But even if we had jurisdiction to consider it, we see no reason why it should be granted. Nothing new is presented except that in February, 1938, the British Privy Council in Canadian Shredded Wheat Co., Ltd., v. Kellogg Company of Canada, Ltd., reached, it is claimed, a different conclusion from that of this court. Even if the record in the two cases were the same, the latter decision does not persuade us that the conclusion at which we arrived was wrong. We are advised that the British High Court of Justice on a full record reached a different conclusion from that of the British Privy Council as to the registerability of "Shredded Wheat" as a trade-name under the English statute.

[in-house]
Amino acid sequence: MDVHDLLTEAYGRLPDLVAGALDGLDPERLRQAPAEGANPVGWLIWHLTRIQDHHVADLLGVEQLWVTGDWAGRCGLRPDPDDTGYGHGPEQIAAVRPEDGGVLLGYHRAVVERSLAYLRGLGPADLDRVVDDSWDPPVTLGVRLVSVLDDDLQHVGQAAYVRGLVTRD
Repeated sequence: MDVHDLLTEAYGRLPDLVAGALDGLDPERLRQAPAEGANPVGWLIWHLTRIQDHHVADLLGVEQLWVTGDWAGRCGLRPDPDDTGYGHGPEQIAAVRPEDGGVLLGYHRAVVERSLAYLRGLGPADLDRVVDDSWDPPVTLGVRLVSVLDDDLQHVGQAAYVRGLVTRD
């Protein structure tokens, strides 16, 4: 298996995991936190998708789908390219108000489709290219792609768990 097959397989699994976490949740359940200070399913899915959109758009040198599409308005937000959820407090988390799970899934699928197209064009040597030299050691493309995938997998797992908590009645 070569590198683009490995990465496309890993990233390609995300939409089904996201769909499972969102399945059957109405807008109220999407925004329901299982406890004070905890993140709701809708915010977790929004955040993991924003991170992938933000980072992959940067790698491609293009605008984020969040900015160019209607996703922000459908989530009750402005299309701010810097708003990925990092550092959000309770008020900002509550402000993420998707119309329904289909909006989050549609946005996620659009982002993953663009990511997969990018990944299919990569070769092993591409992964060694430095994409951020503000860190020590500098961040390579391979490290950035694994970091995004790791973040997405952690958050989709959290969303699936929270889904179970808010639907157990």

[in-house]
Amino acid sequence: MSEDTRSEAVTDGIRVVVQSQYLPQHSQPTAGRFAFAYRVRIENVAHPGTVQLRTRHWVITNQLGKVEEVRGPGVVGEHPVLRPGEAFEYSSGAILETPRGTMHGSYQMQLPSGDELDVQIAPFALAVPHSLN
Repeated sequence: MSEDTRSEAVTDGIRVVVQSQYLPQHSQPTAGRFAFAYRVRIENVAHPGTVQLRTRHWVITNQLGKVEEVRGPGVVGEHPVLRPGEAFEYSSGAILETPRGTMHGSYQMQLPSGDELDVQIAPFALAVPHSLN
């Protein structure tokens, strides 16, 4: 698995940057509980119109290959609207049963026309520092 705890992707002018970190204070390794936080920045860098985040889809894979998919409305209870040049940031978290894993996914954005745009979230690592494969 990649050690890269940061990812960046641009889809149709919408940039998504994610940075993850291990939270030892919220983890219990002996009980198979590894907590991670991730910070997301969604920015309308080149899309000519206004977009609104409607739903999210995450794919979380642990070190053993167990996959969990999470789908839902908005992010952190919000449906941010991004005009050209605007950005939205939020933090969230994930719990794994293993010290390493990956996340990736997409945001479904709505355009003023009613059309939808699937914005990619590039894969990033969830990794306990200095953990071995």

The only remaining question is whether, in view of the fact that the order of April 12, 1937, did not specifically provide for an injunction against the violation of the two-biscuit-in-a-dish trademark (although it was intended to do so) we have any jurisdiction to amend the mandate so as to include specifically such a provision. As there may be some doubt on this question, we will not amend the mandate so as to provide a specific injunction against the use of the two-biscuit-in-a-dish trade-mark. Its use on a carton or in advertising matter, when the defendant is not permitted to use the word "Shredded Wheat" as a trade-name or to advertise or sell biscuits in the pillowshape form, would manifestly be so improper and so likely to mislead that we will assume that the appellee will not use it.

An order will be made recalling for clarification the mandate, as requested in appellant's petition and motion.